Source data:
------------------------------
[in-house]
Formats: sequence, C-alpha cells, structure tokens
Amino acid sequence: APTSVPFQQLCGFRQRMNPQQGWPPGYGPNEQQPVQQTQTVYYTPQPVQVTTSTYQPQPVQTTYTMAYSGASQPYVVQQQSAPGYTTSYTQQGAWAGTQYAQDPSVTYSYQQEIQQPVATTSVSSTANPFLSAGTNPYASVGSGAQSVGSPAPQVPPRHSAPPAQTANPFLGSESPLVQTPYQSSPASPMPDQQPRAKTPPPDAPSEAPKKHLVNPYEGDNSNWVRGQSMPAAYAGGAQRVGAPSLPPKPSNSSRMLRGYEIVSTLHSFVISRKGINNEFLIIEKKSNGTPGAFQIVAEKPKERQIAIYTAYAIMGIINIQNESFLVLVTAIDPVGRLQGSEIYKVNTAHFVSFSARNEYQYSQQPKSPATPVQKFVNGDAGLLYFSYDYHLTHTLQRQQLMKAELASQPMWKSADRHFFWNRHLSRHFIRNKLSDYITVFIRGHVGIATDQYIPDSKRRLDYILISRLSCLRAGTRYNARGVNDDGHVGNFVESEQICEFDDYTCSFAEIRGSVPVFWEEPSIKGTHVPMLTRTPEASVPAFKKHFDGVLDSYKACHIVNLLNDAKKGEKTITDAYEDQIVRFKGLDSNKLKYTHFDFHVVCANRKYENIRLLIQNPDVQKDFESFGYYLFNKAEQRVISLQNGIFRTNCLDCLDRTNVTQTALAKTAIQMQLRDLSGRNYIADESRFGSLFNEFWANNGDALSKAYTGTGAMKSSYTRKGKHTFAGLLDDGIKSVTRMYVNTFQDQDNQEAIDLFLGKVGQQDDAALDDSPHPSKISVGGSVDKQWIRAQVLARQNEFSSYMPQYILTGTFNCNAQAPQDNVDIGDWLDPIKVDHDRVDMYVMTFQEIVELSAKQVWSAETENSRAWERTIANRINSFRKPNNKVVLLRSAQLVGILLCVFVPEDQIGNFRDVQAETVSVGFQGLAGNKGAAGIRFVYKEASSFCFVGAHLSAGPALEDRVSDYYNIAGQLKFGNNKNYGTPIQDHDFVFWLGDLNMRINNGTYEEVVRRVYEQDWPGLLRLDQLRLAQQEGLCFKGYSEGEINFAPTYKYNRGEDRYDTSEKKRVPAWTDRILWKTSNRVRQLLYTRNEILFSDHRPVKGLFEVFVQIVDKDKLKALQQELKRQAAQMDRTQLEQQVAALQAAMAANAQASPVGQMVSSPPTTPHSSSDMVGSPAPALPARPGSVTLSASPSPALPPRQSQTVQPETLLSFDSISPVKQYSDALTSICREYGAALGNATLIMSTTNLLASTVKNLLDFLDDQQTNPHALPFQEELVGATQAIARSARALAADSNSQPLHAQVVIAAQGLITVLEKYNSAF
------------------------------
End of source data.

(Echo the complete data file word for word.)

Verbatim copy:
[in-house]
Formats: sequence, C-alpha cells, structure tokens
Amino acid sequence: APTSVPFQQLCGFRQRMNPQQGWPPGYGPNEQQPVQQTQTVYYTPQPVQVTTSTYQPQPVQTTYTMAYSGASQPYVVQQQSAPGYTTSYTQQGAWAGTQYAQDPSVTYSYQQEIQQPVATTSVSSTANPFLSAGTNPYASVGSGAQSVGSPAPQVPPRHSAPPAQTANPFLGSESPLVQTPYQSSPASPMPDQQPRAKTPPPDAPSEAPKKHLVNPYEGDNSNWVRGQSMPAAYAGGAQRVGAPSLPPKPSNSSRMLRGYEIVSTLHSFVISRKGINNEFLIIEKKSNGTPGAFQIVAEKPKERQIAIYTAYAIMGIINIQNESFLVLVTAIDPVGRLQGSEIYKVNTAHFVSFSARNEYQYSQQPKSPATPVQKFVNGDAGLLYFSYDYHLTHTLQRQQLMKAELASQPMWKSADRHFFWNRHLSRHFIRNKLSDYITVFIRGHVGIATDQYIPDSKRRLDYILISRLSCLRAGTRYNARGVNDDGHVGNFVESEQICEFDDYTCSFAEIRGSVPVFWEEPSIKGTHVPMLTRTPEASVPAFKKHFDGVLDSYKACHIVNLLNDAKKGEKTITDAYEDQIVRFKGLDSNKLKYTHFDFHVVCANRKYENIRLLIQNPDVQKDFESFGYYLFNKAEQRVISLQNGIFRTNCLDCLDRTNVTQTALAKTAIQMQLRDLSGRNYIADESRFGSLFNEFWANNGDALSKAYTGTGAMKSSYTRKGKHTFAGLLDDGIKSVTRMYVNTFQDQDNQEAIDLFLGKVGQQDDAALDDSPHPSKISVGGSVDKQWIRAQVLARQNEFSSYMPQYILTGTFNCNAQAPQDNVDIGDWLDPIKVDHDRVDMYVMTFQEIVELSAKQVWSAETENSRAWERTIANRINSFRKPNNKVVLLRSAQLVGILLCVFVPEDQIGNFRDVQAETVSVGFQGLAGNKGAAGIRFVYKEASSFCFVGAHLSAGPALEDRVSDYYNIAGQLKFGNNKNYGTPIQDHDFVFWLGDLNMRINNGTYEEVVRRVYEQDWPGLLRLDQLRLAQQEGLCFKGYSEGEINFAPTYKYNRGEDRYDTSEKKRVPAWTDRILWKTSNRVRQLLYTRNEILFSDHRPVKGLFEVFVQIVDKDKLKALQQELKRQAAQMDRTQLEQQVAALQAAMAANAQASPVGQMVSSPPTTPHSSSDMVGSPAPALPARPGSVTLSASPSPALPPRQSQTVQPETLLSFDSISPVKQYSDALTSICREYGAALGNATLIMSTTNLLASTVKNLLDFLDDQQTNPHALPFQEELVGATQAIARSARALAADSNSQPLHAQVVIAAQGLITVLEKYNSAF